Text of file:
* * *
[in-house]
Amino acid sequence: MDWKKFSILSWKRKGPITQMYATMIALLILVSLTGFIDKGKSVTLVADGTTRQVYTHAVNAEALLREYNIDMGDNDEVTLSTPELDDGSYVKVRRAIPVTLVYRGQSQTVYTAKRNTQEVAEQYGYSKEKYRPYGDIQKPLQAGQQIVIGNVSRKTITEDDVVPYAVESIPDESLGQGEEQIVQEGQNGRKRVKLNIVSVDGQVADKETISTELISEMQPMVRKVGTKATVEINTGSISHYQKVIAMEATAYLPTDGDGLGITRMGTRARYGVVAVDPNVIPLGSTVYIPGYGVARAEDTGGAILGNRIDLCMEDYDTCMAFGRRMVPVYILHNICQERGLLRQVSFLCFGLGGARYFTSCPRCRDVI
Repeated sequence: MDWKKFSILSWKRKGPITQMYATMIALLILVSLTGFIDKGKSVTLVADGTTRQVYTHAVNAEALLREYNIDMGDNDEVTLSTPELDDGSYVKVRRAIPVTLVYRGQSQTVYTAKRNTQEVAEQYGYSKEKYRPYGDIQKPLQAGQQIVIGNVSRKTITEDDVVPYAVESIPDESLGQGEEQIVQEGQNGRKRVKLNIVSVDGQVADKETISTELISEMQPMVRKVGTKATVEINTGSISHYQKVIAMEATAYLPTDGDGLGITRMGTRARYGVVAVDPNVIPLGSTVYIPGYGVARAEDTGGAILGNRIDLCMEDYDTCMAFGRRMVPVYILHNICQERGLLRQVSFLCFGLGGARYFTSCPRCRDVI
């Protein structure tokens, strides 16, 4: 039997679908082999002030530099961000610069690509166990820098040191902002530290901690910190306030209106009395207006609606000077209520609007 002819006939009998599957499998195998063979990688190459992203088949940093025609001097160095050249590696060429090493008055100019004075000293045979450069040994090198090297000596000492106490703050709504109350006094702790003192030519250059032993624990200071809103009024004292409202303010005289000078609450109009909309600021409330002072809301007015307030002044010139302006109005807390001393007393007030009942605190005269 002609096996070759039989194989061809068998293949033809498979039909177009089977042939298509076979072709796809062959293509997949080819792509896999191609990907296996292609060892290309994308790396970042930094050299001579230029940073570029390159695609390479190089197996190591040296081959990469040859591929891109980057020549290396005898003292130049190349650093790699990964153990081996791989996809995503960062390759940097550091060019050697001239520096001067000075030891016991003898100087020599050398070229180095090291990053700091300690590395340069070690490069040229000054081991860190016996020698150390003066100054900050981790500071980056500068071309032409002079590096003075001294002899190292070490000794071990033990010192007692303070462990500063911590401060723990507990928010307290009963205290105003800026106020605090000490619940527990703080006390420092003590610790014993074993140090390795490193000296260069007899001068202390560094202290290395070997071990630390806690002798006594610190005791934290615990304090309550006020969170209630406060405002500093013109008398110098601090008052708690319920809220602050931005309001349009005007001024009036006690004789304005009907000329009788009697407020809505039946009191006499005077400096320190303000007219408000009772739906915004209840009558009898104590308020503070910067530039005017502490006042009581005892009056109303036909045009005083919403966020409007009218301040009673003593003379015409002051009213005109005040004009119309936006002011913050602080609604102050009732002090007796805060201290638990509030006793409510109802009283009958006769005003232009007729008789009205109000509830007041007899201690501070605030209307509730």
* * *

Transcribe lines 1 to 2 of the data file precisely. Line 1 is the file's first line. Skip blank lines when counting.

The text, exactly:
[in-house]
Amino acid sequence: MDWKKFSILSWKRKGPITQMYATMIALLILVSLTGFIDKGKSVTLVADGTTRQVYTHAVNAEALLREYNIDMGDNDEVTLSTPELDDGSYVKVRRAIPVTLVYRGQSQTVYTAKRNTQEVAEQYGYSKEKYRPYGDIQKPLQAGQQIVIGNVSRKTITEDDVVPYAVESIPDESLGQGEEQIVQEGQNGRKRVKLNIVSVDGQVADKETISTELISEMQPMVRKVGTKATVEINTGSISHYQKVIAMEATAYLPTDGDGLGITRMGTRARYGVVAVDPNVIPLGSTVYIPGYGVARAEDTGGAILGNRIDLCMEDYDTCMAFGRRMVPVYILHNICQERGLLRQVSFLCFGLGGARYFTSCPRCRDVI